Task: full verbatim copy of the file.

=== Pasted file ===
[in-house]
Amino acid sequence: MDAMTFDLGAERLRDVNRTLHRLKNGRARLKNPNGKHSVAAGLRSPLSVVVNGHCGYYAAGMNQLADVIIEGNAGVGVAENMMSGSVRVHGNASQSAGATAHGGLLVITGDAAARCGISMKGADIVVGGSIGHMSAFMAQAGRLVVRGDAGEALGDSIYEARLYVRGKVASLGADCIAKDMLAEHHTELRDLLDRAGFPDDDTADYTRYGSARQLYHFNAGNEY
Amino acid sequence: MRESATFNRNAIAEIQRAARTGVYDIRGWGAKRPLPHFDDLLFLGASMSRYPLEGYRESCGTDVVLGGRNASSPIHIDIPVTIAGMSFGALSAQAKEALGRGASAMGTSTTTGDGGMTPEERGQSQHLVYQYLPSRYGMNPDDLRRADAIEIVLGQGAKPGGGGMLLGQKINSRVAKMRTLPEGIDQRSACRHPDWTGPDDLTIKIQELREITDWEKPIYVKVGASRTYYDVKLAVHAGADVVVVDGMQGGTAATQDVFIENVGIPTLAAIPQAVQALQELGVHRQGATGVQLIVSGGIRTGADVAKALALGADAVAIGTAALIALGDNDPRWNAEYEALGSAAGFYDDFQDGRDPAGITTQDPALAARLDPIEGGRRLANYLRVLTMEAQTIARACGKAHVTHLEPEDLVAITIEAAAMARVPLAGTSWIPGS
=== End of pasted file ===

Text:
[in-house]
Amino acid sequence: MDAMTFDLGAERLRDVNRTLHRLKNGRARLKNPNGKHSVAAGLRSPLSVVVNGHCGYYAAGMNQLADVIIEGNAGVGVAENMMSGSVRVHGNASQSAGATAHGGLLVITGDAAARCGISMKGADIVVGGSIGHMSAFMAQAGRLVVRGDAGEALGDSIYEARLYVRGKVASLGADCIAKDMLAEHHTELRDLLDRAGFPDDDTADYTRYGSARQLYHFNAGNEY
Amino acid sequence: MRESATFNRNAIAEIQRAARTGVYDIRGWGAKRPLPHFDDLLFLGASMSRYPLEGYRESCGTDVVLGGRNASSPIHIDIPVTIAGMSFGALSAQAKEALGRGASAMGTSTTTGDGGMTPEERGQSQHLVYQYLPSRYGMNPDDLRRADAIEIVLGQGAKPGGGGMLLGQKINSRVAKMRTLPEGIDQRSACRHPDWTGPDDLTIKIQELREITDWEKPIYVKVGASRTYYDVKLAVHAGADVVVVDGMQGGTAATQDVFIENVGIPTLAAIPQAVQALQELGVHRQGATGVQLIVSGGIRTGADVAKALALGADAVAIGTAALIALGDNDPRWNAEYEALGSAAGFYDDFQDGRDPAGITTQDPALAARLDPIEGGRRLANYLRVLTMEAQTIARACGKAHVTHLEPEDLVAITIEAAAMARVPLAGTSWIPGS